Genesis 40: Positioned

 Only remember me, when it is well with you, and please do me the kindness to mention me to Pharaoh, and so get me out of this house. For I was indeed stolen out of the land of the Hebrews, and here also I have done nothing that they should put me into the pit.”

40:14-15

Loved by his father.

Given dreams by God.

Bought by Potipher, an officer of the King of Egypt. Elevated to be the overseer of his house.

Given dream interpretations by God, for two officials of the King of Egypt’s court, while in prison.

Hated by his brothers.

Sold into slavery by his brothers.

Falsely accused of rape by Potipher’s wife, and thrown into prison.

When those officials were released, Joseph was forgotten by them.

I don’t know what kind of emotional state Joseph was in by the time we come to the “forgotten in prison” chapter of his life. Was he angry? Confused? Depressed? We aren’t told, so I can only assume that Joseph’s emotional state is not a central issue. And that’s the eye-opener.

Because if most of us read Joseph’s story the way we read our own, his story is about the feelings of his life more than the purpose of his life.

{anyone else besides me get hit by that one?}

We would focus on the injustice and the wounding he experienced and what he did to get past all that and our lesson would be that even through his difficulties, he continued to serve God. It’s a good story and it’s a true story, but I don’t think it’s the story God is telling.

Joseph was hated by his brothers, which is why he got sold into slavery in Egypt. And Joseph was needed in Egypt.

Bought by Potipher, he became a trusted overseer in his master’s house. But then he was falsely accused, trust was broken, and he went to prison. Because prison is where God needed him to be.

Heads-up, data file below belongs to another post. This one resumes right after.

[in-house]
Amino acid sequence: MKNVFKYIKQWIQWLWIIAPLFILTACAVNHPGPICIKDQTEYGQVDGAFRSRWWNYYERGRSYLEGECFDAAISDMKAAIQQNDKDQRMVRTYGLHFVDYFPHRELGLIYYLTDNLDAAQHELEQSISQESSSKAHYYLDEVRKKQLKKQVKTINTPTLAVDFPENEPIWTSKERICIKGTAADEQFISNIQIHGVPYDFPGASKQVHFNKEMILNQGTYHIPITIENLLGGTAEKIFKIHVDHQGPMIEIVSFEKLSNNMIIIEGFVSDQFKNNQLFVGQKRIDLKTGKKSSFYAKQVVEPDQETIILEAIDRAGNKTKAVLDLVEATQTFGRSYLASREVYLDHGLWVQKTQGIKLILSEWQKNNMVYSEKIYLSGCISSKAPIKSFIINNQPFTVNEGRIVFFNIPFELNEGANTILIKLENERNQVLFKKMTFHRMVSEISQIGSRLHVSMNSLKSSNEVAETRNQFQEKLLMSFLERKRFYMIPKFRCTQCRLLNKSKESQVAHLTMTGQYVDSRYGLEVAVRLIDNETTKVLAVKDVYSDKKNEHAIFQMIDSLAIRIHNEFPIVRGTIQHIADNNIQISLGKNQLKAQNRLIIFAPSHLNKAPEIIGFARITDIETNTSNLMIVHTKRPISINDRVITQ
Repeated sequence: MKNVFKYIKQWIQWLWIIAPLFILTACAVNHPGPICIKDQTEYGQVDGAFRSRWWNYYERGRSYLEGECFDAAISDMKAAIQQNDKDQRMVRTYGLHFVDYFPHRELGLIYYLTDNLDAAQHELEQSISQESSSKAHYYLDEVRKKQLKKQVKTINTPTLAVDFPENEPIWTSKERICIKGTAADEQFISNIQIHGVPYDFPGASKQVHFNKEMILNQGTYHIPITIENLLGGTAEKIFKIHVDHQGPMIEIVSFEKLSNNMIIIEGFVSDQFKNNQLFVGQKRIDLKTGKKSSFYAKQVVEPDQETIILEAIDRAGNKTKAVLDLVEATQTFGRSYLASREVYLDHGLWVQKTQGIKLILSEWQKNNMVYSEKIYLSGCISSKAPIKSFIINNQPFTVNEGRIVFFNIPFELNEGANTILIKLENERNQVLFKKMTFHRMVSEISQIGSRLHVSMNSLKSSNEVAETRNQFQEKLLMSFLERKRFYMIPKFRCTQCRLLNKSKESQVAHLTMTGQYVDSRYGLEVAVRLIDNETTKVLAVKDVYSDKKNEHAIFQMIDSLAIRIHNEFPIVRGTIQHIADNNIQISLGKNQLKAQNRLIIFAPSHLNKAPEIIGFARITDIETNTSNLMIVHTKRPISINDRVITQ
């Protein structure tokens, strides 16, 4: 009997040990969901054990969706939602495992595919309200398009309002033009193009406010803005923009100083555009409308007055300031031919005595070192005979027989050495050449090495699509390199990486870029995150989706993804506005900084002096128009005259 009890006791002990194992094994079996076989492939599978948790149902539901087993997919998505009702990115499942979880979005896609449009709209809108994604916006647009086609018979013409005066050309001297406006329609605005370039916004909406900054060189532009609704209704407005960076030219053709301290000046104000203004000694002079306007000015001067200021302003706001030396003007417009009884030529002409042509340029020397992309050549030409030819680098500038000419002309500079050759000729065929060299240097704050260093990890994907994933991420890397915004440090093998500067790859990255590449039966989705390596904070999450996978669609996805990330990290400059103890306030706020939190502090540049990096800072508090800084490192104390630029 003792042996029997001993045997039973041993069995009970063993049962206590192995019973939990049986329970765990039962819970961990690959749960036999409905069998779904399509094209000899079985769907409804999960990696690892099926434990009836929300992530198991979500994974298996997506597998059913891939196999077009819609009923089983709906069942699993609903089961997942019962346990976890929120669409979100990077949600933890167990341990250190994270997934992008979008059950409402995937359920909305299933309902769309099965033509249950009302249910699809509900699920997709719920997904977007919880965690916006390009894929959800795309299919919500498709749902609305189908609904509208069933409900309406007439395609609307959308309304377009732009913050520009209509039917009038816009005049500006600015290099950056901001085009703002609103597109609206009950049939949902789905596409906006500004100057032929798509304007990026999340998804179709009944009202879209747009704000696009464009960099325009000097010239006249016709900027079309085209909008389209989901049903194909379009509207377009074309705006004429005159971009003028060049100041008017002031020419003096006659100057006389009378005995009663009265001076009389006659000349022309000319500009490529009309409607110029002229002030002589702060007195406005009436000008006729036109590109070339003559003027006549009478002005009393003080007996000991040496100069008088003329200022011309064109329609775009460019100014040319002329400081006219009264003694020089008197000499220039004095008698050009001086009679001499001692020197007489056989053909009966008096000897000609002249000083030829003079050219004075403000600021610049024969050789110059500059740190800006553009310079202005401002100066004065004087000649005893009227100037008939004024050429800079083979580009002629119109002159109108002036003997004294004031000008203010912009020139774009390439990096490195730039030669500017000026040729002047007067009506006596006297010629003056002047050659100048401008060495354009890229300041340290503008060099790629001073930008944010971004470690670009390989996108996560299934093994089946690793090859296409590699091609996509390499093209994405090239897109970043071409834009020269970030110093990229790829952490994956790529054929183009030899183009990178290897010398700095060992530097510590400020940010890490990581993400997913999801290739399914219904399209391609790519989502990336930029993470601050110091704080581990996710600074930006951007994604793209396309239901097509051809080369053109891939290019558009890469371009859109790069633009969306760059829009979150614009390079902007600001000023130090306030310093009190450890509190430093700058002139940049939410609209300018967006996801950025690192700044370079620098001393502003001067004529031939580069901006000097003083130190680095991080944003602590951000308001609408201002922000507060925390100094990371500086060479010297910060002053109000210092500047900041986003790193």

In prison, he met two of the king’s officials who each had a dream, which Joseph interpreted. They were then let out of prison and, true to his interpretations, the baker was killed, and the cupbearer was restored to his position. Because God needed someone near the king to know that Joseph could interpret dreams.

And while Joseph had hoped to be released right away, the cupbearer forgot him, and it would be two years before he would remember the man in prison who could interpret dreams. Because in two years, the King of Egypt would have a disturbing dream, and lo and behold, not a single magician or wise man could interpret it. But that’s a part of the story for another time. Today, this is what I saw:

Joseph’s story wasn’t about his pain and suffering, but about his positioning. His pain and suffering led to Israel coming into Egypt to escape the famine, where they became quite numerous, which eventually made Egypt nervous, so they enslaved Israel.

“Then the Lord said to Abram, “Know for certain that your offspring will be sojourners in a land that is not theirs and will be servants there, and they will be afflicted for four hundred years. But I will bring judgment on the nation that they serve, and afterward they shall come out with great possessions.” 

Genesis 15:13-14

And somewhere in Israel, there would be a 17-year-old boy who was going to endure much pain and injustice, and it would position him to open the door for God’s words to Abraham to come to pass.

How have you been reading your story so far?